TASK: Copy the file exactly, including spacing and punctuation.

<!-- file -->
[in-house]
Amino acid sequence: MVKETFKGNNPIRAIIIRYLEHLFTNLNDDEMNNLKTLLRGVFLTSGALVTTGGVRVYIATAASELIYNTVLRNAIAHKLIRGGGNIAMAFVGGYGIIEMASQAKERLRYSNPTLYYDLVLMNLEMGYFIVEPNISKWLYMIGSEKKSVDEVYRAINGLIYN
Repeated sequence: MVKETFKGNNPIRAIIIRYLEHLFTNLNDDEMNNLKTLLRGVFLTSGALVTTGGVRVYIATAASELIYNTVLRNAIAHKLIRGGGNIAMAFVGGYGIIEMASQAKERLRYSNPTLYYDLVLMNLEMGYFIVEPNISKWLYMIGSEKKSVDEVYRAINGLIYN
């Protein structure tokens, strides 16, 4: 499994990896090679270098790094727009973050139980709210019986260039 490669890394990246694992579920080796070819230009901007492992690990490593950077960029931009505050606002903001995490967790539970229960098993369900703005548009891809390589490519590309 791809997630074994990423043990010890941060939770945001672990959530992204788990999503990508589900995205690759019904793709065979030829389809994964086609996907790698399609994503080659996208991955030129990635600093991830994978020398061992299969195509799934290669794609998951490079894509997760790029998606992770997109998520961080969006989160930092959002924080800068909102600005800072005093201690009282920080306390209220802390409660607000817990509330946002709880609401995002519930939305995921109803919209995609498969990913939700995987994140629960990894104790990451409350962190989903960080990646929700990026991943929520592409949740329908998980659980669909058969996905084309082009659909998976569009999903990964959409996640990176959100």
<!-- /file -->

[in-house]
Amino acid sequence: MVKETFKGNNPIRAIIIRYLEHLFTNLNDDEMNNLKTLLRGVFLTSGALVTTGGVRVYIATAASELIYNTVLRNAIAHKLIRGGGNIAMAFVGGYGIIEMASQAKERLRYSNPTLYYDLVLMNLEMGYFIVEPNISKWLYMIGSEKKSVDEVYRAINGLIYN
Repeated sequence: MVKETFKGNNPIRAIIIRYLEHLFTNLNDDEMNNLKTLLRGVFLTSGALVTTGGVRVYIATAASELIYNTVLRNAIAHKLIRGGGNIAMAFVGGYGIIEMASQAKERLRYSNPTLYYDLVLMNLEMGYFIVEPNISKWLYMIGSEKKSVDEVYRAINGLIYN
């Protein structure tokens, strides 16, 4: 499994990896090679270098790094727009973050139980709210019986260039 490669890394990246694992579920080796070819230009901007492992690990490593950077960029931009505050606002903001995490967790539970229960098993369900703005548009891809390589490519590309 791809997630074994990423043990010890941060939770945001672990959530992204788990999503990508589900995205690759019904793709065979030829389809994964086609996907790698399609994503080659996208991955030129990635600093991830994978020398061992299969195509799934290669794609998951490079894509997760790029998606992770997109998520961080969006989160930092959002924080800068909102600005800072005093201690009282920080306390209220802390409660607000817990509330946002709880609401995002519930939305995921109803919209995609498969990913939700995987994140629960990894104790990451409350962190989903960080990646929700990026991943929520592409949740329908998980659980669909058969996905084309082009659909998976569009999903990964959409996640990176959100």